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7 In Operation/ Startup Life

3 Reason Why Your Business is Failing

3 Reasons why your small business is failing

One of the main things my clients and social media followers discuss is how they feel their businesses are failing. They have tried a million in one things, but they cant seem to stay afloat in their business. It should also be noted that it often takes a business at least a couple years to actually break even, you do not magically become an overnight success with millions coming in. Remember this as you are going along this entrepreneurial journey.

Some people do not give their dream businesses that long before deeming it a failure and moving on to the next big thing. Let’s work on three things that are preventing you from actually succeeding in the creative entrepreneur world.

Consistent With Your Business

This happens to be the biggest misstep of it all. Clients always say the market is crowded–“I will never succeed because so many are doing what I am doing.” “I just need to switch to another style of company.” A future client hit it on the head when she said the fashion boutique market is crowded, but she just needs to niche it down so she can succeed. As mentioned earlier, you will not become a millionaire let alone a billionaire the first year of business. Twitter was not even profitable until October 30, 2013–think about it. Twitter had existed seven years without making profits and this is a company that is known world wide. We must put this stuff in perspective, give your business TIME. Giving three years of full time work and dedication then suddenly deciding you’ve have had enough is not the decision you should probably consider.

Pricing is Inconsistent

I almost want to cover my eyes as I scroll through social media and see what people charge for their products or services. Most creative women- business owners under charge for their products or services. We wonder why their is a pay gap on the corporate ladder but the reality is, there is one in the entrepreneur world too. Men tend to see their value-even if they don’t, they charge what they feel they should be making and they don’t low ball themselves. Men tend to realize easier it is about creating profit and sustaining innovation that keeps their business ahead. The point is, you should not sell yourself short.

As a consumer, you have probably thought when shopping “oh that shirt has a serious mark up at said department store.” There is a perfect reason behind the mark up you are not understanding. Said company needs to get a ROI on the inventory they have purchased. Most clients price too high for low quality items, or they don’t charge enough to break even. I would suggest reading these books on Pricing For Your Business:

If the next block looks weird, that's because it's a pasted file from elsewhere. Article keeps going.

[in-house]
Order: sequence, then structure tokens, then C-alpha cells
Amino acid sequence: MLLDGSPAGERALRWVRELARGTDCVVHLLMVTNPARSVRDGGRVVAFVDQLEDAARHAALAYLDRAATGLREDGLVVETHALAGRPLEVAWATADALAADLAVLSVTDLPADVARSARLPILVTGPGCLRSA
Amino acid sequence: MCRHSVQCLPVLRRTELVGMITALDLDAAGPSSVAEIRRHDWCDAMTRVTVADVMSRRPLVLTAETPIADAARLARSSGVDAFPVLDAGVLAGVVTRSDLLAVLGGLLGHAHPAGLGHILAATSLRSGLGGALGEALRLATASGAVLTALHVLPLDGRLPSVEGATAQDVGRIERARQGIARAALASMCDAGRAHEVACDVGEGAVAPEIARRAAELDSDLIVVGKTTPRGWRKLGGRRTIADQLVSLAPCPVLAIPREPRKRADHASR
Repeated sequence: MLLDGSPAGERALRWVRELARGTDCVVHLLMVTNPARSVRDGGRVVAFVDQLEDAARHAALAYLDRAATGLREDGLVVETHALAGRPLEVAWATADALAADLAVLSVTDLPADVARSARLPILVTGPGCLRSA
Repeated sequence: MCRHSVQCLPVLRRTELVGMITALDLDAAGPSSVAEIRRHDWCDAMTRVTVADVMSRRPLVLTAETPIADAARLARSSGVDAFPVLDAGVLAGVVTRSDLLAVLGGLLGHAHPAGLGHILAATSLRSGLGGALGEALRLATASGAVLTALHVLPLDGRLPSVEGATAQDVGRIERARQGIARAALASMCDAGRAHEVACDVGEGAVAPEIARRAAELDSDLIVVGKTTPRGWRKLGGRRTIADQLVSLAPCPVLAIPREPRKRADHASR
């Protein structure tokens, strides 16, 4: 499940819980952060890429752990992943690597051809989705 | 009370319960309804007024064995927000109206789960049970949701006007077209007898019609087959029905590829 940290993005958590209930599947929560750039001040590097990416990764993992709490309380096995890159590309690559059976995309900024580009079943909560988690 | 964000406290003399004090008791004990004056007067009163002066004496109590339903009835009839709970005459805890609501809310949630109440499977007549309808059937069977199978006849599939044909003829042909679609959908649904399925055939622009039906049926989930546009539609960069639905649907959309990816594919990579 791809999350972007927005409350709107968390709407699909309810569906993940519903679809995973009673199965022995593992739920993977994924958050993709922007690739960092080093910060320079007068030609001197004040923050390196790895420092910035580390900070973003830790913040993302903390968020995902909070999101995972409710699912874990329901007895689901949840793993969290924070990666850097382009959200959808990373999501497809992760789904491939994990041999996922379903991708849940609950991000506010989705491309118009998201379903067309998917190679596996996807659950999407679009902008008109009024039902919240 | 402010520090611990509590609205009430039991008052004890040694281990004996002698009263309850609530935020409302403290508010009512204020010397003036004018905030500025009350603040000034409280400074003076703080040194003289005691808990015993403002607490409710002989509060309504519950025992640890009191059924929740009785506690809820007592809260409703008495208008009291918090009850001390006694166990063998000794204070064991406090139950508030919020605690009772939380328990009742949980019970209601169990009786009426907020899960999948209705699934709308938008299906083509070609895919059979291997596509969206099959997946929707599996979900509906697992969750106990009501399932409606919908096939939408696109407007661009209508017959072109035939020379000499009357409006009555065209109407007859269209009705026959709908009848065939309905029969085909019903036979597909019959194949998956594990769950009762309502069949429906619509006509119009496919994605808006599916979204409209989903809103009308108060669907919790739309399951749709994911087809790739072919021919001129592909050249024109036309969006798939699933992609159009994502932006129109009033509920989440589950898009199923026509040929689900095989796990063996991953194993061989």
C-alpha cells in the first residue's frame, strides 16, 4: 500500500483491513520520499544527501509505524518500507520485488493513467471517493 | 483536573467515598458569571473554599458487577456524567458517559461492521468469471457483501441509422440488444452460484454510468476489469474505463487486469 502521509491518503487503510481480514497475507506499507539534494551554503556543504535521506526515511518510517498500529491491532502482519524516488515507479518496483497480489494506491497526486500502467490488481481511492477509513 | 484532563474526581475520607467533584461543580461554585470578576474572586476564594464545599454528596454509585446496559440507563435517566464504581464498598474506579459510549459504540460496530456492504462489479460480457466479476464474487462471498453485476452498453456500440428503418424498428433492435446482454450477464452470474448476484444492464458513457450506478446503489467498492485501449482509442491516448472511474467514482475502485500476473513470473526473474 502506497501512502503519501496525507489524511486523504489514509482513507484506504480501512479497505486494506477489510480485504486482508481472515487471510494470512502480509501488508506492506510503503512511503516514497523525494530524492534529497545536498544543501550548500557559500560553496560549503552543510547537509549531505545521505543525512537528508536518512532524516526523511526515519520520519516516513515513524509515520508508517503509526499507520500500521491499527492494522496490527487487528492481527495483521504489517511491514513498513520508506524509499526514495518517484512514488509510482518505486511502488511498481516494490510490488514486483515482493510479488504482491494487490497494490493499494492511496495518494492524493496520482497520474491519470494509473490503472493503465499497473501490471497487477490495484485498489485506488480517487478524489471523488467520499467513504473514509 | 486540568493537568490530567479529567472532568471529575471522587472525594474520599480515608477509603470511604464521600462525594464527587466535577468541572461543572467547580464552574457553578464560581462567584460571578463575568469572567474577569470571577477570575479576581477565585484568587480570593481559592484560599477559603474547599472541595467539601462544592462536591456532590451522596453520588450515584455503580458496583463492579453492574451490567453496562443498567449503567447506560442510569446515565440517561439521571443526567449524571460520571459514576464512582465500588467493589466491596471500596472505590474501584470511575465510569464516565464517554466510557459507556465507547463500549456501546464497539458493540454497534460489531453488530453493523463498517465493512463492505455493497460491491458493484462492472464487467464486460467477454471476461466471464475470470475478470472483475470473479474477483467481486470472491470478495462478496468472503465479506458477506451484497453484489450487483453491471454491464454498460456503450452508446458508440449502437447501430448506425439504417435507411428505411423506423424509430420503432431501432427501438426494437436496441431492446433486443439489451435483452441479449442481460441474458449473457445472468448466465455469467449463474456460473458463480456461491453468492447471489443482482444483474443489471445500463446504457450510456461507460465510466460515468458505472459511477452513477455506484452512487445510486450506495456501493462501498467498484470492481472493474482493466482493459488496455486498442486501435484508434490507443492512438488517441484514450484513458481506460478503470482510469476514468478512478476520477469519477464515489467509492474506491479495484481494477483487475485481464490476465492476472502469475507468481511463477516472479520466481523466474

1. Pricing for Profit
  2. Pricing for Profit eBook
  3. Pricing for Profit: How to Develop a Powerful Pricing Strategy for Your Business
  4. The Pricing and Profit Playbook

Creating a formula for your business pricing is something you need to heavily consider and than execute. Do not simply estimate what you should charge, or dwell on what is necessarily fair for your customers. Create value in your product, if it was up to customers or clients they would want it for FREE, but of course, this isn’t what is practical for your business. You really must stand behind your prices. When you come across products that are priced cheaply, but might easily sell for more, it sends a message the owner does not value their products and as a consumer, you should not either. Your pricing tells people how they should value your business.

Trying to Be Everything You Are Not

Too many young creatives get caught in a web of being overly versatile and wanting to appeal to a mass market, verses being niched down. Seeing boutiques sale hair, clothes, shoes, makeup, waist clinchers and more, loaded in one poorly developed website spreads you thin across all boards. You don’t need to be everything to every customer. One of the biggest and most concerning things I hear from people who don’t know how to run a business is, “You need multiple streams of income.” Yes, this is very true, however, it should be down the line, not as soon as you start. This is exactly why business owners become inconsistent, they are simply focused on too many projects as opposed to creating one funnel at a time.

You’ll need consistent and stable income coming in before you divide your time. There are several millionaires out there that have one funnel of income. Remember, you don’t have to do everything the masses are doing to achieve your dreams.

Are you making any of these mistakes? Have you seen other businesses do these things? What are other factors involved in a business failing?

If you want to really grow your business and need guidance check out ICB Consults coaching and consultation packages.

 Photography by Brittanie Reid 

This post includes affiliate links to Amazon which I receive a small compensation.

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